Frasier v. Evans, No. 19-1015 (10th Cir. 2021)Annotate this Case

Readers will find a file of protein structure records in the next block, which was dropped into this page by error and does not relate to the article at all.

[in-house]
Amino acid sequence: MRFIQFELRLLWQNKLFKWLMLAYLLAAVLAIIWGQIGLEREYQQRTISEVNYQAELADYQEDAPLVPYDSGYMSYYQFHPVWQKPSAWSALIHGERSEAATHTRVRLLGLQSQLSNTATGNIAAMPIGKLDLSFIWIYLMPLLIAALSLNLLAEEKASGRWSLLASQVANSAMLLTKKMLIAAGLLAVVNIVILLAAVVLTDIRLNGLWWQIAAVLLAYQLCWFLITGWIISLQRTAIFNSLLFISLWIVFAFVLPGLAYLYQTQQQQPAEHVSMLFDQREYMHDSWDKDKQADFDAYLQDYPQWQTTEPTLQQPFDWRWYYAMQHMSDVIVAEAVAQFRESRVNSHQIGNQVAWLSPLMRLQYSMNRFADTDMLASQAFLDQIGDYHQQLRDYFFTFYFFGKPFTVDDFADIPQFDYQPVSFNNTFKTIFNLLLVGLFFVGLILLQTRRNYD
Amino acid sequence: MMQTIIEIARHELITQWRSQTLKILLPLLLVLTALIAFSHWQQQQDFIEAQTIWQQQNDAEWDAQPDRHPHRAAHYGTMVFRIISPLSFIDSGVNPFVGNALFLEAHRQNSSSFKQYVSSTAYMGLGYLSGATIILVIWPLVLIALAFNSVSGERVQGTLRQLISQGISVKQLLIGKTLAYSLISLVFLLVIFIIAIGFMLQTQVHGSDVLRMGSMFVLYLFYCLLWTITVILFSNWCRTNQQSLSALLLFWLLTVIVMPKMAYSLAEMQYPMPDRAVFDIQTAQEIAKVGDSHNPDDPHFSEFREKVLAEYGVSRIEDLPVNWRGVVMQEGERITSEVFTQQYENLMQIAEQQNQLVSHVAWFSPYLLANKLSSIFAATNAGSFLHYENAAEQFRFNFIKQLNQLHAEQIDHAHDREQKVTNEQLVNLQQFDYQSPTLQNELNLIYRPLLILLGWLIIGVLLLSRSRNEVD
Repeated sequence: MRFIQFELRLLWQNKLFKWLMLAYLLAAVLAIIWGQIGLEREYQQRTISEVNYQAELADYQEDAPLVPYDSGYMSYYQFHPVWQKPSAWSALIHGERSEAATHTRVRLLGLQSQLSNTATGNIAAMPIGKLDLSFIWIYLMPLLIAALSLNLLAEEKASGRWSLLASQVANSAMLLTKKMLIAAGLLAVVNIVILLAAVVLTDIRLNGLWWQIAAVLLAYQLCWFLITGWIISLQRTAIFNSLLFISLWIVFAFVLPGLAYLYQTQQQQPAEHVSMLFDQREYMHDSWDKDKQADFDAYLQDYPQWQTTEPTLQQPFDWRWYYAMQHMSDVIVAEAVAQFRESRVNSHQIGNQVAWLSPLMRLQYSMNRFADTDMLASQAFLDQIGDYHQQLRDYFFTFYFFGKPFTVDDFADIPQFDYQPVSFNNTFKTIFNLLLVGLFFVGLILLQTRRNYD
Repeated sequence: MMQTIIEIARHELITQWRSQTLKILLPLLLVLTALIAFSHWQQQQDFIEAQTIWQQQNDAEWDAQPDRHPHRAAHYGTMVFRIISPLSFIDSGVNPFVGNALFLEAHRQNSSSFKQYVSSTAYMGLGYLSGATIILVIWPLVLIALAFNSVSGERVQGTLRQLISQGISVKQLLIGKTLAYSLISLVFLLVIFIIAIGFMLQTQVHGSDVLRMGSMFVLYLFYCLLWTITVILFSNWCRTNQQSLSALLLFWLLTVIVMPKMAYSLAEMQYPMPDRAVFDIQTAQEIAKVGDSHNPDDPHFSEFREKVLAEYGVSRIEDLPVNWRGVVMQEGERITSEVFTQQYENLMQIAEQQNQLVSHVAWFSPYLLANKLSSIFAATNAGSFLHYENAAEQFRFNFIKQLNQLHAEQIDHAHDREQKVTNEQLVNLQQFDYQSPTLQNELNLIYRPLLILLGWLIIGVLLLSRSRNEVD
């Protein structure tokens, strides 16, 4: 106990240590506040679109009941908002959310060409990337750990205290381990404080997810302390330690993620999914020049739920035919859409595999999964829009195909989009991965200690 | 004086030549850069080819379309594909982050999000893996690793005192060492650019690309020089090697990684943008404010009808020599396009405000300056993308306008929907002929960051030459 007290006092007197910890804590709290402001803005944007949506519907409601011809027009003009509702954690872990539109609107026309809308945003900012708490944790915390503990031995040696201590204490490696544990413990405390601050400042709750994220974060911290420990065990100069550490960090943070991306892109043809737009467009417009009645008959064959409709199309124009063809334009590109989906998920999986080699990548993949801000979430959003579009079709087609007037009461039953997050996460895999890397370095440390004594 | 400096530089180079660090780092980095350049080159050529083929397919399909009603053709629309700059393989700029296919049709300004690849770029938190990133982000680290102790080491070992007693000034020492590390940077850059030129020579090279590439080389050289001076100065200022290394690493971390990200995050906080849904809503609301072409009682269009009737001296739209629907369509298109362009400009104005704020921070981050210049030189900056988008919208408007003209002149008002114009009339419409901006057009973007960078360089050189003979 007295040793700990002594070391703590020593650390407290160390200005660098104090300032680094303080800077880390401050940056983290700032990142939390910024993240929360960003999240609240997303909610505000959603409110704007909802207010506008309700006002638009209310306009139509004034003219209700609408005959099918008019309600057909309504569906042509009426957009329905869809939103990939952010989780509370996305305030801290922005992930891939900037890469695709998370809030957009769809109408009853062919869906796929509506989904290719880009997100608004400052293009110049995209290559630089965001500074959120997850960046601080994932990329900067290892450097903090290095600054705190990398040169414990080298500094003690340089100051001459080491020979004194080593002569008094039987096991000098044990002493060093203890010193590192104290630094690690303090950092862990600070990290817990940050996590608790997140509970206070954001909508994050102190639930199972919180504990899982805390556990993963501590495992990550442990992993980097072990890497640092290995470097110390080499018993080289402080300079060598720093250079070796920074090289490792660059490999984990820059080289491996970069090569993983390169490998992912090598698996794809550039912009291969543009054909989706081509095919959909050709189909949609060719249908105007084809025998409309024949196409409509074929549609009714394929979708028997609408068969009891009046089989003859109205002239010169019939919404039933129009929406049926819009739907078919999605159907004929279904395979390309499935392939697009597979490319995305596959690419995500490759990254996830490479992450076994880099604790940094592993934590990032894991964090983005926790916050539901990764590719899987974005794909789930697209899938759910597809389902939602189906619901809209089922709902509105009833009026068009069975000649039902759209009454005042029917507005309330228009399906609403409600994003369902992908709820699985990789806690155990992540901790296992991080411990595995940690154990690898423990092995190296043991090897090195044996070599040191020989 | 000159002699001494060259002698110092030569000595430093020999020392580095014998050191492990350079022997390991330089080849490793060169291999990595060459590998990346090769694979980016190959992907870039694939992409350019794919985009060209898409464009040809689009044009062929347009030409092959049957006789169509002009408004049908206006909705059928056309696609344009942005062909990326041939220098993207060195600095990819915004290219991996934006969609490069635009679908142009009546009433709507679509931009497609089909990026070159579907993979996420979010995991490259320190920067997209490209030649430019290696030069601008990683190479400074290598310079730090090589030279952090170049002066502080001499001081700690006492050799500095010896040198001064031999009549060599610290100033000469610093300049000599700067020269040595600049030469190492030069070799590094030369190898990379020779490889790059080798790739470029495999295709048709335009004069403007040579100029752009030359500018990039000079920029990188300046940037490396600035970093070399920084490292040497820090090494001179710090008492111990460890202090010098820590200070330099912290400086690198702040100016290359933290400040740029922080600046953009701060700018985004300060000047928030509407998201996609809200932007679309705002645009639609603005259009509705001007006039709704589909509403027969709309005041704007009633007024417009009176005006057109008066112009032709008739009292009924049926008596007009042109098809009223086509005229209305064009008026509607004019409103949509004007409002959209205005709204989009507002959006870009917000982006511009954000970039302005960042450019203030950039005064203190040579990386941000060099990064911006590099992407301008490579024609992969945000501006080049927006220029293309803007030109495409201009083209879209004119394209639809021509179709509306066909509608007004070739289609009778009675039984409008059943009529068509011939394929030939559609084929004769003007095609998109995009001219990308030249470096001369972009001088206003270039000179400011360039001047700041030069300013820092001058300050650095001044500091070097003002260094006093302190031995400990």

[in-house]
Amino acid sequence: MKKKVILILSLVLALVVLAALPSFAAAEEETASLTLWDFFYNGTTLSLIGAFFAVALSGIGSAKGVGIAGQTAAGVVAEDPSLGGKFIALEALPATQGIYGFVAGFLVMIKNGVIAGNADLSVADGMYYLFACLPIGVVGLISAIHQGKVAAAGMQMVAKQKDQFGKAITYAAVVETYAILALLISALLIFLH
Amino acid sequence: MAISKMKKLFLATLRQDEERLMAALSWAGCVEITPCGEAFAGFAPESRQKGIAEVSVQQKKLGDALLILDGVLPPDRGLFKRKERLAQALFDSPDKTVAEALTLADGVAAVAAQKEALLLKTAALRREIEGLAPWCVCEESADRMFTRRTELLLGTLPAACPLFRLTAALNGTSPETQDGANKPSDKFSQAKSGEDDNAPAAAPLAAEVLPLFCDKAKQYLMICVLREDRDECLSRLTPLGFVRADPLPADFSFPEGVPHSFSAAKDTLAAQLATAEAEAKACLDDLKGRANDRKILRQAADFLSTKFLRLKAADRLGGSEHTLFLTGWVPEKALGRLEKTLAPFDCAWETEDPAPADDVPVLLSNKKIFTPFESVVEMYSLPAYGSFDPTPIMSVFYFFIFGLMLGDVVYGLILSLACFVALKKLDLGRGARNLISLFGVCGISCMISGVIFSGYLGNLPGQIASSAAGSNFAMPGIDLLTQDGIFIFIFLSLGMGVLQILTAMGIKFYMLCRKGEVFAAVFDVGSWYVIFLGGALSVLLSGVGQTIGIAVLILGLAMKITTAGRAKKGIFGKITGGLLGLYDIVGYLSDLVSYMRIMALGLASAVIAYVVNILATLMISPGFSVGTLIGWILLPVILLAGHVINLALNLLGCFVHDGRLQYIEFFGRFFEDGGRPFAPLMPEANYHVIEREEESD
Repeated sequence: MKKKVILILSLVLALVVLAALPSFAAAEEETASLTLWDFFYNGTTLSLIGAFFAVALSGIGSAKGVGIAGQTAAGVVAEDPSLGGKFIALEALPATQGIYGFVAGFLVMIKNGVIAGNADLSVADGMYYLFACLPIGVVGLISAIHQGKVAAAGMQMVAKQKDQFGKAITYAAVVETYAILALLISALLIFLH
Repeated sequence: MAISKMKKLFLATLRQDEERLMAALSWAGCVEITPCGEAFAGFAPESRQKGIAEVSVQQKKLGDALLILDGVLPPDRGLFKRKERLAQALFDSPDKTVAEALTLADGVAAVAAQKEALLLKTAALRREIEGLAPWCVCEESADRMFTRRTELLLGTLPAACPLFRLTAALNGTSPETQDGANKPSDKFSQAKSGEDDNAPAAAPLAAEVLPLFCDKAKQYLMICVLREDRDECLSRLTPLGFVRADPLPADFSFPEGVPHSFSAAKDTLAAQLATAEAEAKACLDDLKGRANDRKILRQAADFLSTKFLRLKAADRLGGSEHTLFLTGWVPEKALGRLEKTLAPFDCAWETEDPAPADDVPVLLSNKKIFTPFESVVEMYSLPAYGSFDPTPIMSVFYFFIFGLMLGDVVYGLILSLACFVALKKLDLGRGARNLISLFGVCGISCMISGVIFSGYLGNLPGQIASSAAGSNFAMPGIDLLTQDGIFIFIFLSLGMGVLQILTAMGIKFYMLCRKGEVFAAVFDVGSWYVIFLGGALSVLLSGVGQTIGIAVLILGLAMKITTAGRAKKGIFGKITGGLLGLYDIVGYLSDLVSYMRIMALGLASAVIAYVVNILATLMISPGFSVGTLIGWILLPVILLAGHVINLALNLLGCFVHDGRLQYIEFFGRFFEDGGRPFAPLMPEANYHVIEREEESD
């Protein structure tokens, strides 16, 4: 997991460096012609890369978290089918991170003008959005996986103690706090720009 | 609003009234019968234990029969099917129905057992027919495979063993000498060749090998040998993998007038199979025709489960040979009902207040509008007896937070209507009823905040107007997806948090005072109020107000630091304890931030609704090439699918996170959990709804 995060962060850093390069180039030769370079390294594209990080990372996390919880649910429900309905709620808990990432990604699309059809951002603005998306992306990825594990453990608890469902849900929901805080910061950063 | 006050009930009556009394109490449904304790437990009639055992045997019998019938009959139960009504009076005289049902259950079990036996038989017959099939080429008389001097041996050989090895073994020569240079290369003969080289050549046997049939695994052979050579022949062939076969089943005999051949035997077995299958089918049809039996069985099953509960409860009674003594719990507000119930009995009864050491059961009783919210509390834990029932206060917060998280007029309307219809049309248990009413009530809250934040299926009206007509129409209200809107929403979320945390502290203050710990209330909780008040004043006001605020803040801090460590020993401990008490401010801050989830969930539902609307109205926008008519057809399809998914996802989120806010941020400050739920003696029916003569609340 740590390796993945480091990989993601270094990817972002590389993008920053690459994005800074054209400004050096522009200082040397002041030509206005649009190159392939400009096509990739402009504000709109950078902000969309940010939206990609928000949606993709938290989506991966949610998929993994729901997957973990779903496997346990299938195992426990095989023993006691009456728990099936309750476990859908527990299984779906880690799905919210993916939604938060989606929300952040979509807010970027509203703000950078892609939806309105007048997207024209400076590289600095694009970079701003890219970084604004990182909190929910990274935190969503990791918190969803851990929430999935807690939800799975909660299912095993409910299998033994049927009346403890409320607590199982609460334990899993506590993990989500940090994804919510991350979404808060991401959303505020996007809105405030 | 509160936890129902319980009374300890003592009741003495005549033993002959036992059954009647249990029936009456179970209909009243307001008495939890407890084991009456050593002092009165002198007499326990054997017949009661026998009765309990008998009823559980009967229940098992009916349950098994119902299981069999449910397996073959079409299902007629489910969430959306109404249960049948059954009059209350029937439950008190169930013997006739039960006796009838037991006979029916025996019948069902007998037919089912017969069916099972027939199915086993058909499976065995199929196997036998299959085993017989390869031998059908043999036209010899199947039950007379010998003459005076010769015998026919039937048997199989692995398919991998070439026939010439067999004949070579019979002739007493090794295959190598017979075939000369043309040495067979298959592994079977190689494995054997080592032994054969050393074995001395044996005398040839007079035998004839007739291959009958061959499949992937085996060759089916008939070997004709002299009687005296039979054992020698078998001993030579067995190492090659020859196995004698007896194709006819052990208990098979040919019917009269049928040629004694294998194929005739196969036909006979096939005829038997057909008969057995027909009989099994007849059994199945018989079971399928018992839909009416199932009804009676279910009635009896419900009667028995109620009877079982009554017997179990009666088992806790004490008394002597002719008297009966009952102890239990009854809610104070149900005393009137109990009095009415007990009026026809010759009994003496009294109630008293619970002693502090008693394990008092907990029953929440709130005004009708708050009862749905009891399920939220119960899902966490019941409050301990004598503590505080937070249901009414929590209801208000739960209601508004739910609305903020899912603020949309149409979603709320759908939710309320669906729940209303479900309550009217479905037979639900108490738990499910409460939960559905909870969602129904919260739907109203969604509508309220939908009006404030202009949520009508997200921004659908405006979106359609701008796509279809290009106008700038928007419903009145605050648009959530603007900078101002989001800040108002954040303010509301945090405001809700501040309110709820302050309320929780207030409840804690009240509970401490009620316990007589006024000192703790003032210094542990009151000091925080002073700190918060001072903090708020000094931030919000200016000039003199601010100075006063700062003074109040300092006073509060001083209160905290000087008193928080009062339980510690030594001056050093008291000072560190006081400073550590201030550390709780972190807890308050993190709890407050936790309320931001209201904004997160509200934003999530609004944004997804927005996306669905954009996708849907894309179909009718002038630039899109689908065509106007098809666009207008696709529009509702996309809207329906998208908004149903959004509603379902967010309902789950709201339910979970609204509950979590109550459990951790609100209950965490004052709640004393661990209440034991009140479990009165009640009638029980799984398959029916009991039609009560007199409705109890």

After Plaintiff-Appellee Levi Frasier video-recorded Denver police officers using force while arresting an uncooperative suspect in public, one of the officers followed Frasier to his car and asked him to provide a statement on what he had seen and to turn over his video of the arrest. Frasier at first denied having filmed the arrest but ultimately showed the officer the tablet computer on which he had video-recorded it. He did so after an officer, Defendant-Appellant Christopher Evans, and four other members of the Denver Police Department (the other Defendants-Appellants) surrounded him and allegedly pressured him to comply with their demand to turn over the video. Frasier contended that when he showed Officer Evans the tablet computer, the officer grabbed it from his hands and searched it for the video without his consent. Frasier sued the five officers under 42 U.S.C. 1983, claiming they violated and conspired to violate his constitutional rights under both the First and Fourth Amendments. The officers moved the district court for summary judgment on qualified-immunity grounds, and the court granted them qualified immunity on some of Frasier’s claims but denied it to them on others. The district court, as relevant here, held that Officer Evans had reasonable suspicion to detain Frasier throughout their encounter because Frasier lied to him about filming the arrest, thereby potentially violating Colorado Revised Statutes 18-8-111. The court granted Officer Evans qualified immunity on Frasier’s claim that the officer illegally detained him in violation of the Fourth Amendment, and Frasier did not oppose granting summary judgment to the other officers on this claim. Officer Evans did not move for summary judgment on Frasier’s claim that he illegally searched Frasier’s tablet computer in violation of the Fourth Amendment, but the other officers did. The court granted them summary judgment because the record did not support a finding that they personally participated in the alleged search. The district court, however, denied the officers qualified immunity on Frasier’s First Amendment retaliation claim even though it had concluded that Frasier did not have a clearly established right to film a public arrest. The officers appealed the district court’s partial denial of qualified immunity. The Tenth Circuit concluded the district court erred and reversed the partial denial of the officers' motions for summary judgment on qualified immunity grounds. The matter was remanded for further proceedings.